Rolling Through Rolesville: A Passer-by’s Perspective

If you live in a pretty urban-sprawl area like I do, it’s not often that we get the chance to cruise through little towns.  You know the ones:  maybe two stoplights, possibly a blinking one, all the buildings seem to look at you from both sides as you’re driving through.  Old faded paint Coke signs on sides of buildings, or homes with actual front porches and neighbors talking.  General stores, where the gas is still full-service only.  Sleepy little towns. Towns that country songs make famous just because of their anonymity.

Rolesville didn’t strike me as a sleepy little town about to get written into the next Miranda Lambert song.  Oh, don’t get me wrong, it’s a little town, but it’s not sleepy.  It’s growing.  Bursting at the seams, actually.

I was driving north on Highway 401 from Raleigh to my farm outside of Bunn and decided to really take a look around.  I generally do, whether it’s to analyze the potential business locations or to check out my gut-feel about real estate investing.  I thought I had turned that dirt when it came to Rolesville because this is familiar territory.  I mean, I’ve blown through here a million times.  (Slowly.  Of course.)  I’ve shopped at that Food Lion.  I’ve taken my dog to that big vet on the left (what the heck?  It’s called a doggie spa too now?).   I remember when they built that Sonic drive-in.   Lately, though, I realized there’s just a lot more activity to notice about the town that’s happening right under my nose.  So I decided to investigate, and turned left onto Rogers Road.  (See here why I was rolling through Rolesville on my way to put signs out on properties in Franklin County.)

Seems there are currently 165 or so open listings of homes for sale.  Apparently there’s a LOT more than meets the eye – I clearly see that 401 is not the only main drag in town.

Incorporated in 1837, Rolesville is the second oldest town in Wake County (Raleigh was incorporated in 1792).  Back then, farming was THE main event, and there are still many family-owned farm tracts of land around Rolesville.   One interesting thing to note about a town being incorporated in the 1800’s:  there’s no water in Rolesville.  It’s not built on a river, nor is it near any natural lakes.  There are a couple creeks running through it, like Sanford Creek loaning its name to the town’s greenway, and the omnipresent Crooked Creek that seems to turn up on every map, but really it was built as a mill town or a rail town.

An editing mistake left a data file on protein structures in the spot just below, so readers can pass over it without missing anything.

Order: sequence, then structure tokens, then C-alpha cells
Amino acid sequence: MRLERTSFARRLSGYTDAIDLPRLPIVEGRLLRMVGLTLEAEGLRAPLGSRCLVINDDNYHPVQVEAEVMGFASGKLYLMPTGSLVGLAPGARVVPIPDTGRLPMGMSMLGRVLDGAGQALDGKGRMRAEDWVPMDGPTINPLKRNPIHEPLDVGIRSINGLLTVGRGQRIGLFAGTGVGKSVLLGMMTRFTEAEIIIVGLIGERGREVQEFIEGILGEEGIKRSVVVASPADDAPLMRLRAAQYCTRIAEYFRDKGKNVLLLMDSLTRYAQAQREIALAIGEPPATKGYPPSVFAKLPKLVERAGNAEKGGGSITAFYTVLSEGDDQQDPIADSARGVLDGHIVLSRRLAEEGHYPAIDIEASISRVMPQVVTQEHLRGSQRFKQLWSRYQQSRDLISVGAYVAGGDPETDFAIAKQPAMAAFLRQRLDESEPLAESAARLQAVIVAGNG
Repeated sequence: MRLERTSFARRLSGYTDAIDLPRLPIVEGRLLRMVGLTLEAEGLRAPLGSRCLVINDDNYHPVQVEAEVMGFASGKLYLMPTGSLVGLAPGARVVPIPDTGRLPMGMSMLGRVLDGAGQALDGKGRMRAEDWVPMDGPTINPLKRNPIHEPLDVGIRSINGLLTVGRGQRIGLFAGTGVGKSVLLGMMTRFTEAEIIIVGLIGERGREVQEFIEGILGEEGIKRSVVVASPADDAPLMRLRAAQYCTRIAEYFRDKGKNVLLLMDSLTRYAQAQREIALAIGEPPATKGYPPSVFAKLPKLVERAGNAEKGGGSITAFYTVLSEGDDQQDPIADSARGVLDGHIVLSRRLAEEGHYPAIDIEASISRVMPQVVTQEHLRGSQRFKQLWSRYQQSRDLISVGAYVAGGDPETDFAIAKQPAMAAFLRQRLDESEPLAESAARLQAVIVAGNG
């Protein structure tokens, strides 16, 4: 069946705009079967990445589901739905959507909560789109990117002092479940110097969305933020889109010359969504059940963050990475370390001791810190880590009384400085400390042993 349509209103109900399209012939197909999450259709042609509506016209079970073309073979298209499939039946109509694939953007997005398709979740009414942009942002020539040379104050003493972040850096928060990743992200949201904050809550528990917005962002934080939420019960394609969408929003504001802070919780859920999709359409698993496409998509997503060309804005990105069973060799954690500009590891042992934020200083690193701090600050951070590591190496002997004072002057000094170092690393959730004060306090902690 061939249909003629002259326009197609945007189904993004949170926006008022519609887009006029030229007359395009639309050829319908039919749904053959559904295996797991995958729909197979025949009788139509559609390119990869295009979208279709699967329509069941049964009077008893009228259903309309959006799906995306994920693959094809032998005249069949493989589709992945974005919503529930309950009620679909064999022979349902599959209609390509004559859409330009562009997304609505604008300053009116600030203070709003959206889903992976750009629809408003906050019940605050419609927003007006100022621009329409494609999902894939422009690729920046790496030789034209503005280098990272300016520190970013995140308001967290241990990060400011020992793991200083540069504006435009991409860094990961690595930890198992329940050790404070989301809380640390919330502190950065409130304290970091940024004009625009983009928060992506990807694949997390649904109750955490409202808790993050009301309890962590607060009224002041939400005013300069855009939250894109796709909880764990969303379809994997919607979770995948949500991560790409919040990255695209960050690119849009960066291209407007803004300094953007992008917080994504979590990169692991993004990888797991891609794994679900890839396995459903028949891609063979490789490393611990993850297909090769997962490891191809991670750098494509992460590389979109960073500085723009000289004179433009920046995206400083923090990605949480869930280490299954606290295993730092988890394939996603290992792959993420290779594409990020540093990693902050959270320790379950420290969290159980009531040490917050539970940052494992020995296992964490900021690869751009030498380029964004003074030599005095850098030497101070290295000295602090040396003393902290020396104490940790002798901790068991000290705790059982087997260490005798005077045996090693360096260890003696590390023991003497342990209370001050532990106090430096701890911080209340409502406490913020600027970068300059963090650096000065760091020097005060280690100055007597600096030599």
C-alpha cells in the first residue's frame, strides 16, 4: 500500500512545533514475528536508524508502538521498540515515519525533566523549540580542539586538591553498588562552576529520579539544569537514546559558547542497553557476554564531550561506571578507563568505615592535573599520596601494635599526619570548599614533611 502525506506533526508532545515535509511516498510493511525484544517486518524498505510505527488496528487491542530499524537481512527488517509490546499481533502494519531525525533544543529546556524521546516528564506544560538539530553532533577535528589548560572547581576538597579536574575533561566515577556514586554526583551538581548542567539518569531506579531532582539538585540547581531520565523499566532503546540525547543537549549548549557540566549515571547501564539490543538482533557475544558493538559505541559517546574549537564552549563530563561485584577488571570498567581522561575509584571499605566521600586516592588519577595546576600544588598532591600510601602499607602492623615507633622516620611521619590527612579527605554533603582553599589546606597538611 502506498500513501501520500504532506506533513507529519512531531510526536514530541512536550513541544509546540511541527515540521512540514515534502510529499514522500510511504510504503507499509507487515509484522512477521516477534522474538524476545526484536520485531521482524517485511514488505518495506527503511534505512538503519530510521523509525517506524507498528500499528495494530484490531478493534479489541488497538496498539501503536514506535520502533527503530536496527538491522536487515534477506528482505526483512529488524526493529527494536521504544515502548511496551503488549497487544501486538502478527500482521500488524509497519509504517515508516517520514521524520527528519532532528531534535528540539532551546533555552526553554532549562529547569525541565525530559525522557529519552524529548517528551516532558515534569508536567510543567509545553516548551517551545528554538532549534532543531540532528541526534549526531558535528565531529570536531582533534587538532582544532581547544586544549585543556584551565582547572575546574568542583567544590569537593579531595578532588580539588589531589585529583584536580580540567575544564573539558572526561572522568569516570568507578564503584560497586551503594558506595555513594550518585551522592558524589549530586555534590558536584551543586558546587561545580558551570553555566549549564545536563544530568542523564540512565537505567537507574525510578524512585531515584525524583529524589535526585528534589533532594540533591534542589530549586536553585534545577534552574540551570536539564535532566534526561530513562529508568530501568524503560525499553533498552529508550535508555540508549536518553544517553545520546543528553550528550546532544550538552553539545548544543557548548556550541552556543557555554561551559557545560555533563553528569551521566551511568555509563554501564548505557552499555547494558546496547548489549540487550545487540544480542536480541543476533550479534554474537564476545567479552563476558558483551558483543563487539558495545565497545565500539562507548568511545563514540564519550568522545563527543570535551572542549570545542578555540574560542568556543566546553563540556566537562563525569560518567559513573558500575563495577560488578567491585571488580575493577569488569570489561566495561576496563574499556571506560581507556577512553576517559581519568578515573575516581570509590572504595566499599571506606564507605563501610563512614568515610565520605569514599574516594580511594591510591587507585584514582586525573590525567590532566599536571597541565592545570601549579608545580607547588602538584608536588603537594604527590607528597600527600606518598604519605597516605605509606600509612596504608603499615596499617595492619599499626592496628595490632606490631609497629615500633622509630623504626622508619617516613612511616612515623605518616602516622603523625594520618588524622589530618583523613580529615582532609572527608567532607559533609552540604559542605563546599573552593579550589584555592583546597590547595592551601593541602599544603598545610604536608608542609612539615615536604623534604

RolesvilleSmall

A birds-eye view of rolling through Rolesville NC clearly shows it is a town in transition, from working farms to sprawling subdivisions side-by-side.

 

What is noteworthy would make you geology geeks out there swoon:  this town’s home to the Rolesville diorite batholith, often called in them-thar geologist circles the Rolesville Pluton.  I’m a bit of a geek myself but even I had to look up what that’s all about – looks like there’s a huge huge expanse of granite rock, very visible in several places in and around town.  Aha!  That’s why there’s Granite Ridge, Grand Rock Way, Granite Falls, and Granite Crest subdivisions.  Something else I noticed was that there’s actually a subdivision called Old Town.  Now, anytime there’s something people are proud to call “old,” there’s probably a reason.  That reason is Rolesville sprawl – everything else is pretty much new! Because of the primo close-to-work-and-play location just tippie-toed right outside of Raleigh and Wake Forest, Rolesville has become one of the top three fastest growing communities in North Carolina every year since 2005.  The Heritage – a HUGE planned community that pretty much takes up the space between Wake Forest and Rolesville – has sections called “Heritage South” and “Heritage East” that touch the town now because of their growth.

You’d think with all this growth it would go to the townspeople’s heads or something.  Indeed it has:  in digital form, that is.  Rolesville’s mayor went on YouTube, the Parks and Recs here also have some video footage, and the greenway around Mill Bridge Nature Park connects with the Wake Forest greenways, which will eventually connect with the Main Street Park greenway….you get the idea.  They poised their town for family-friendly but business-minded growth.  Now there’s even talk about the possibility of gigabit internet for this little town, since its big sister Wake Forest is in the throws of this possibility.

So grab your coffee at that log-cabin-looking coffee shop, pick up dinner at that Food Lion, but definitely do what I did and explore…and don’t just roll through.